I'm reluctant to talk about any of this in too much detail. Lately I have a tendency of saying "I have this great idea!" and it completely dwindles away minutes after I hit "publish" on the blog. Poor Abby, the cooperative game, 1901... Really, I want to get a prototype together, a set of rules written, and an initial test held as a basic proof of concept. Then I'll start sharing. I can't stand it when creative folks announce new projects every 30 seconds and never finish anything.

But, as a designer on Twitter reminded me, there's the "rule of 10," which is something along the lines of: For every 10 ideas you get a prototoype. For every 10 prototypes you get a game. For every 10 games you get one published.

This seems to be my path as of late and it has really led to a great deal of creative analysis, thought, and troubles. It's time to put something together!

Where are you lately in your creative travels? Create anything amazing? Hit a wall?


Grant, I think many designers share the kind of pitfalls you're describing. I think I tweeted back to you once about how I got wrapped around the wrong theme and had to completely change what the game was about in order to pull together a design that played better. I posted briefly about that epiphany last June, and my work-in-progress, "East India Company," has been rolling forward ever since.

Looking forward to hearing your engine catch and start firing on all cylinders with the next design idea that sparks your imagination.

My old writing teacher used to crucify folks who explained their stories before they were finished. He screamed that by revealing the secret of what you're trying to create, it tricks the brain into believing it's already created and therefore the joy of discovering what the story is really about... disappears. Damn it, he was right very time.

I believe that unless you were born on a slide rule and you eat calculus, the act of game creation is the same. Be happy for the spark. Shut up and let the spark drive you. Don't go on social media and humblebrag about your idea. Just start making it.

Also, yeah, BIG believer in the Rule of 10.

Well, in my defense, I don't really think I'm humble bragging. I just like writing about my process and design. Typically in the past this hasn't been so much of an issue, just lately things aren't panning out. I don't know if I'm in a rut, not inspired, what, I just hit walls I don't seem to be able to solve.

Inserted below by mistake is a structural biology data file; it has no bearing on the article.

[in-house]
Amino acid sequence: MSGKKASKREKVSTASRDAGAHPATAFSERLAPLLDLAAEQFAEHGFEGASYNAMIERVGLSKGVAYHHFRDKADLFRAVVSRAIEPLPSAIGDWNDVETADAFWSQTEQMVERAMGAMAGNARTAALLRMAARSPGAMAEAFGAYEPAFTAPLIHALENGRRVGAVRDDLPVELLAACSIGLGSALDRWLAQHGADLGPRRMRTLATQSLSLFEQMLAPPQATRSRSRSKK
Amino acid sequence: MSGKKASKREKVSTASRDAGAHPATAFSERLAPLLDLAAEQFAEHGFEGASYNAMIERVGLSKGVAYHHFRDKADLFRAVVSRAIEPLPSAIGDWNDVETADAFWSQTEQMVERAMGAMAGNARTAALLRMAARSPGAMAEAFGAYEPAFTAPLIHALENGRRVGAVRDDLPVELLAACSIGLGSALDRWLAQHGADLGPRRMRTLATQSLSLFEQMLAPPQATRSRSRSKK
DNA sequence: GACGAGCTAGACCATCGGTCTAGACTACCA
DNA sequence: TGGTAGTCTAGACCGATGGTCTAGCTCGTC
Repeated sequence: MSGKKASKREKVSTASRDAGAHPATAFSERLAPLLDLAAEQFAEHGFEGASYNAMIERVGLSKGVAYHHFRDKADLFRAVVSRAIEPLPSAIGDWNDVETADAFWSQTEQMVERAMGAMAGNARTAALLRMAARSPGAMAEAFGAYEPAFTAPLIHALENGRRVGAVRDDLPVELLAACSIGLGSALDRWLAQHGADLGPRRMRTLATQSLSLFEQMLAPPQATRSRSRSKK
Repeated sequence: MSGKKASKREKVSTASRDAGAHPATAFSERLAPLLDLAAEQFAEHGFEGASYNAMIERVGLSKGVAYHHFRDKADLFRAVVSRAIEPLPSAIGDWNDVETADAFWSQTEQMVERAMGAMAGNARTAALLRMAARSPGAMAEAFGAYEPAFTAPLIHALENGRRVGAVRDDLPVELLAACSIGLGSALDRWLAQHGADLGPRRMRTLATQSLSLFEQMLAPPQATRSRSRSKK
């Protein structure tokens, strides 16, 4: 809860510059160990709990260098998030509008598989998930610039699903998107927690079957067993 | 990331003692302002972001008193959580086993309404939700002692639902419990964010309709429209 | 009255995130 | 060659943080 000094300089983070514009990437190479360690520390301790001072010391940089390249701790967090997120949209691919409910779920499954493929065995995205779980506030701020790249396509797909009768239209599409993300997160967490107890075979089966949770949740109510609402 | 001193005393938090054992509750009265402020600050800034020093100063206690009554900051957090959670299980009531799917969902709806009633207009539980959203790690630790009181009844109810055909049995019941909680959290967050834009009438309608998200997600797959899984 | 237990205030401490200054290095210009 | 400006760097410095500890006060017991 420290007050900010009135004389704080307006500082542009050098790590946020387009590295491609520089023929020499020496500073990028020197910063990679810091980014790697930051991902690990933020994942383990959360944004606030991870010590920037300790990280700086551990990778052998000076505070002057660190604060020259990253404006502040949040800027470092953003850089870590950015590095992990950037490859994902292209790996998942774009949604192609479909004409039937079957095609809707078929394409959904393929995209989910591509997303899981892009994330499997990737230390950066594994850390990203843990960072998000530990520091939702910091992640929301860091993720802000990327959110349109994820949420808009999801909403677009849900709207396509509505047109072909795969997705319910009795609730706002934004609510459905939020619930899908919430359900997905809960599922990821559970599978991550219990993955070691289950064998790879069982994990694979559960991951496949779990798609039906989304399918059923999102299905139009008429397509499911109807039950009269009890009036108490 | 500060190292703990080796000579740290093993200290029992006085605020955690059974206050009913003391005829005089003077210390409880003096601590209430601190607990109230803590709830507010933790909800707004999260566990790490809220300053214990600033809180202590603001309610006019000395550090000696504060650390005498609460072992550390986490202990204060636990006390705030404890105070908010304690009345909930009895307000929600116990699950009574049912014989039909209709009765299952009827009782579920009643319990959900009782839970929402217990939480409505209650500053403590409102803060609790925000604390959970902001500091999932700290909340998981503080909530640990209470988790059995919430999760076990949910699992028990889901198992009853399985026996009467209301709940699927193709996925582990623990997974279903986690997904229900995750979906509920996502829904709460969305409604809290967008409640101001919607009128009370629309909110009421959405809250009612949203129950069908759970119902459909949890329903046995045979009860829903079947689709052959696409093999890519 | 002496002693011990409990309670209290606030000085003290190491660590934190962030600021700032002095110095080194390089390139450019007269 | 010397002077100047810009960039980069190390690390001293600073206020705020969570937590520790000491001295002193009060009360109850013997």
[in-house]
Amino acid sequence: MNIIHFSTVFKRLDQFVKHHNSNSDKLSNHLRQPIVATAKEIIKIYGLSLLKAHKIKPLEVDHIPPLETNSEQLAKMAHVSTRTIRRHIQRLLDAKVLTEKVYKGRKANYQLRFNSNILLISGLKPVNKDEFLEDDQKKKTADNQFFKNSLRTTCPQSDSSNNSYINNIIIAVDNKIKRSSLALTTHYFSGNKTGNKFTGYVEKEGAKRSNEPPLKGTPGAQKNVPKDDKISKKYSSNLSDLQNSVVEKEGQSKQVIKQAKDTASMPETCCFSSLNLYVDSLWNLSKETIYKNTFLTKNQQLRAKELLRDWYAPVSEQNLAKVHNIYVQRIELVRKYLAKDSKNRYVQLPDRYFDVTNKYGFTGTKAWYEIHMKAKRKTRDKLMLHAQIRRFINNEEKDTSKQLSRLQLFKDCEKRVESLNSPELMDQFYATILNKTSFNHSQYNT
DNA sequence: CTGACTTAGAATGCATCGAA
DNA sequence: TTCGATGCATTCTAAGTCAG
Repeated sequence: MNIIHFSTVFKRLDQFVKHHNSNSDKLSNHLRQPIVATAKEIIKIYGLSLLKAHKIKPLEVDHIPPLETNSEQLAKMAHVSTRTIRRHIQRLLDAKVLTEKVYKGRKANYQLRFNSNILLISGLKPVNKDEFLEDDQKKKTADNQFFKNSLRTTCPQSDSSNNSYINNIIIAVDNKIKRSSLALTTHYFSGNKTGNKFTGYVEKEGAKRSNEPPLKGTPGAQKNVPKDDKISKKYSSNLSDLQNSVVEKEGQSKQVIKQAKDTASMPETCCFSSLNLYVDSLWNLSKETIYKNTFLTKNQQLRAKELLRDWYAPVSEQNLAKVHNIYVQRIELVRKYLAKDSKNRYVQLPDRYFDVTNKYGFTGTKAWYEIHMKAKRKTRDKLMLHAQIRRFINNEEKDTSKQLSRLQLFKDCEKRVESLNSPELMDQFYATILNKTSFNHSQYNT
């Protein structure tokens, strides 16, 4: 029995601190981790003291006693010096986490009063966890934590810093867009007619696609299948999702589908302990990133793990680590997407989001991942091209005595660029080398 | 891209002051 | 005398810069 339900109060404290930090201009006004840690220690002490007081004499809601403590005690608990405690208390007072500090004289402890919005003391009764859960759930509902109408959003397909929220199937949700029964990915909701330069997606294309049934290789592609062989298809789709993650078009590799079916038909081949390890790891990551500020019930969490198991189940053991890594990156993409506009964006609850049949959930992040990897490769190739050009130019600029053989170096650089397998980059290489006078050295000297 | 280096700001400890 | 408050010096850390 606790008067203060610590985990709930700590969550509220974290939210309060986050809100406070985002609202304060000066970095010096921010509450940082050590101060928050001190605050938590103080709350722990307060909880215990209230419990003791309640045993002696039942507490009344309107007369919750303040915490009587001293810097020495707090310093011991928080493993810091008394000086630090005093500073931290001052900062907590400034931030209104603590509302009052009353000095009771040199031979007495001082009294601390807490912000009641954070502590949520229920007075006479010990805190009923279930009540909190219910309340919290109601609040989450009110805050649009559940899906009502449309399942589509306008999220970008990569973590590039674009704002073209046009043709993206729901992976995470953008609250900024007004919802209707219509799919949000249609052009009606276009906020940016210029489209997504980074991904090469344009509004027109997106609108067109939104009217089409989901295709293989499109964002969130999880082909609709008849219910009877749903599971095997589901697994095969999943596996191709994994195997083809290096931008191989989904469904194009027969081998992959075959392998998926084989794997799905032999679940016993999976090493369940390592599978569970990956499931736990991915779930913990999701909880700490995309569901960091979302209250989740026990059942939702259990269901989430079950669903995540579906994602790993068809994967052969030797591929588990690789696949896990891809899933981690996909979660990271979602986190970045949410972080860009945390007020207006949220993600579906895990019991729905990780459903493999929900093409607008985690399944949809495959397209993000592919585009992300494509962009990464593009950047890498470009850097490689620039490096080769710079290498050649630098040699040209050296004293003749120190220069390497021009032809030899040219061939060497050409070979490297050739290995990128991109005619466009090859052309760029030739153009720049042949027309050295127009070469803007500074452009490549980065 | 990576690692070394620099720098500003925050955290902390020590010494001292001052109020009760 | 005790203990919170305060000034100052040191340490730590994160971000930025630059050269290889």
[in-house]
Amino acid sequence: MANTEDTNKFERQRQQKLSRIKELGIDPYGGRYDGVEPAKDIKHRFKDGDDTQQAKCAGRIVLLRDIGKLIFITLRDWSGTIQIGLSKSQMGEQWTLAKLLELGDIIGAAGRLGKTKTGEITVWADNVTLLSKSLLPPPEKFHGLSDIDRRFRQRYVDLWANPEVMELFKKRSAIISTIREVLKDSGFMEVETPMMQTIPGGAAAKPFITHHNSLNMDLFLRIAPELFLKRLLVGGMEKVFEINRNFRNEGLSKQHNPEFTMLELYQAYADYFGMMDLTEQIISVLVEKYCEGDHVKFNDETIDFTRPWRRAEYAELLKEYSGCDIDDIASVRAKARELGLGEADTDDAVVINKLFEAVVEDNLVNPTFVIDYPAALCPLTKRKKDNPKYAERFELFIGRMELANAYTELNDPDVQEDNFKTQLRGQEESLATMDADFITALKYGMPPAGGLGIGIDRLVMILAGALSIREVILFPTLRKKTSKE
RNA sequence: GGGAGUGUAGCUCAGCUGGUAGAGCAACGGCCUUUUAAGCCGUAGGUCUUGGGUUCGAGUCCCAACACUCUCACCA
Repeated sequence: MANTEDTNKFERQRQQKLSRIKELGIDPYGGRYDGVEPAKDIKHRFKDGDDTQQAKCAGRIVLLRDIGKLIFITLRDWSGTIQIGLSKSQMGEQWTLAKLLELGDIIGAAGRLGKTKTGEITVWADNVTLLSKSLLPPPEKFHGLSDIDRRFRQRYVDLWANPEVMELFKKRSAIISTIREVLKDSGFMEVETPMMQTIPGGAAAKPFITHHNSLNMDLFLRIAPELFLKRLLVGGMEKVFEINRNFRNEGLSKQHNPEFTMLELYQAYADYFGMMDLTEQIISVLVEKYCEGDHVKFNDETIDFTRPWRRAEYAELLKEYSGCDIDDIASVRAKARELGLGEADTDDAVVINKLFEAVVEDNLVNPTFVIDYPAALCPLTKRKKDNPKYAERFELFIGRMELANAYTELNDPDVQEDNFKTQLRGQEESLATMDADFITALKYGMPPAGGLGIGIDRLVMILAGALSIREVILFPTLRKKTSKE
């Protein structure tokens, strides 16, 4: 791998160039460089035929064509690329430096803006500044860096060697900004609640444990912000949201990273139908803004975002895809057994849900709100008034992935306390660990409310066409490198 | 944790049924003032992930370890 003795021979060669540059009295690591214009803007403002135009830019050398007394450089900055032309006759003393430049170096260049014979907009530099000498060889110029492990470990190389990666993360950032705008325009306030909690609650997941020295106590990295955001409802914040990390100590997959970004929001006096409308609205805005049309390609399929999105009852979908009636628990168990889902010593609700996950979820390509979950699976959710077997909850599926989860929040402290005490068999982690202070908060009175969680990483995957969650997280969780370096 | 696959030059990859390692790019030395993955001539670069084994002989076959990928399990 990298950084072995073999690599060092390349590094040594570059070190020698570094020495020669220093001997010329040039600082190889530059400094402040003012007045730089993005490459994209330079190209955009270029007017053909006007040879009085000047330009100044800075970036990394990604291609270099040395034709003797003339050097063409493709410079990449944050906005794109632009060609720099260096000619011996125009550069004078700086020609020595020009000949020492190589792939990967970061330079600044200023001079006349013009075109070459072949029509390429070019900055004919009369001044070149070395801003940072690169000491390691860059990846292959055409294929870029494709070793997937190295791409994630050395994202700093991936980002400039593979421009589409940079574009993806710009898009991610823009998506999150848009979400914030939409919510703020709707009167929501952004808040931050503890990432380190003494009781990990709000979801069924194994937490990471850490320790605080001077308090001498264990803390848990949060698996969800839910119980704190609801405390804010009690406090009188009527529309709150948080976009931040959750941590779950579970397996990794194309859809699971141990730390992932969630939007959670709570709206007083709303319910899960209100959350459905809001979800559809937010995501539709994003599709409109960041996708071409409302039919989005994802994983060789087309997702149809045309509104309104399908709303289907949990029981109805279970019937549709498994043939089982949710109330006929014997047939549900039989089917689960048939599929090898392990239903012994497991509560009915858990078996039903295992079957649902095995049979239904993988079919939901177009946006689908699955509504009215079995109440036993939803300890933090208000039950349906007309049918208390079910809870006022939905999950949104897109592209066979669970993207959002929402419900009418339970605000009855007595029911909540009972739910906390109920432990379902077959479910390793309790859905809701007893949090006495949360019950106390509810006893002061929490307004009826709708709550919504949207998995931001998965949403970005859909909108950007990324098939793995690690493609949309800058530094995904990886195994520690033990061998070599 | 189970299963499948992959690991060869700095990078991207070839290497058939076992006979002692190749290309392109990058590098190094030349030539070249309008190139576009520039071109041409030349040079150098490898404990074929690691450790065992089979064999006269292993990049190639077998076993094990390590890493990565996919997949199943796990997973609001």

I like discussing ideas early and often. Perhaps it's my professional background on creative teams? I like getting feedback early and gauging excitement. If people are really interested and light up? I may have something.

1) The humblebrag comment wasn't directed at you, Grant. More like a "Royal you".

2) You know how you work better than anyone else can hope. If you get your spark based on feedback, I'd do everything I can to get more of it, throwing everything at the wall and seeing what sticks. If that tack not working... honestly, I'd take a Archimedes-style break for a day or two and absolutely NOT THINK about the game/issue. I know for myself, when I try to "power through" a block, I fail. And when I take that break, I realize that I've been addressing my problem in the wrong way. That break gives me fresh eyes and better solutions.

Personally, I'm hitting the wall with Gorilla. There's a solid base there, but there needs to be... more. The more I try to jam into the existing structure, the more it resists. I'm taking a breather on Gorilla until after BGG.con by working on other things I'm not going to discuss for fear of losing the spark. Also, my sister is about to have her first child any day now, so I'm going to be distracted in other wonderful ways.

You're one of the wiser people in the room, G. You got this.

I'd not heard the Rule of 10 before but that strikes me not only as basically true but eerily accurate.
…I mean, it might be closer to the Rule of 2d10 for any single game, but over a large number of iterations...
Actually 1d10+1d8 is closer… but that's not very elegant.
Aaand that's how my brain works.

You play too much Magic ;)